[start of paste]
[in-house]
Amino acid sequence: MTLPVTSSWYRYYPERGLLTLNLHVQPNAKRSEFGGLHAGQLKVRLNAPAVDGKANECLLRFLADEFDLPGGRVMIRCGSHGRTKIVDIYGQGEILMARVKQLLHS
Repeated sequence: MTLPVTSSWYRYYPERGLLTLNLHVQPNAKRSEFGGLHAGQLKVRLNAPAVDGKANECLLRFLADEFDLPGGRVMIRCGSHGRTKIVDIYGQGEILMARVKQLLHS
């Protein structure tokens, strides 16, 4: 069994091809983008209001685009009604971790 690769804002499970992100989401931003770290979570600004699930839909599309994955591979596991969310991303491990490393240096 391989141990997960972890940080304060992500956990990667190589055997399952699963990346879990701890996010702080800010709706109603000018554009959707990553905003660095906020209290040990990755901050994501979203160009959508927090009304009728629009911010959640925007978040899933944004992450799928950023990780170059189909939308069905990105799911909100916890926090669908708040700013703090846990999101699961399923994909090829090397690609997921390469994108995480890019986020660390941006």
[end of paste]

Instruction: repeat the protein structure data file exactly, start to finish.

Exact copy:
[in-house]
Amino acid sequence: MTLPVTSSWYRYYPERGLLTLNLHVQPNAKRSEFGGLHAGQLKVRLNAPAVDGKANECLLRFLADEFDLPGGRVMIRCGSHGRTKIVDIYGQGEILMARVKQLLHS
Repeated sequence: MTLPVTSSWYRYYPERGLLTLNLHVQPNAKRSEFGGLHAGQLKVRLNAPAVDGKANECLLRFLADEFDLPGGRVMIRCGSHGRTKIVDIYGQGEILMARVKQLLHS
């Protein structure tokens, strides 16, 4: 069994091809983008209001685009009604971790 690769804002499970992100989401931003770290979570600004699930839909599309994955591979596991969310991303491990490393240096 391989141990997960972890940080304060992500956990990667190589055997399952699963990346879990701890996010702080800010709706109603000018554009959707990553905003660095906020209290040990990755901050994501979203160009959508927090009304009728629009911010959640925007978040899933944004992450799928950023990780170059189909939308069905990105799911909100916890926090669908708040700013703090846990999101699961399923994909090829090397690609997921390469994108995480890019986020660390941006």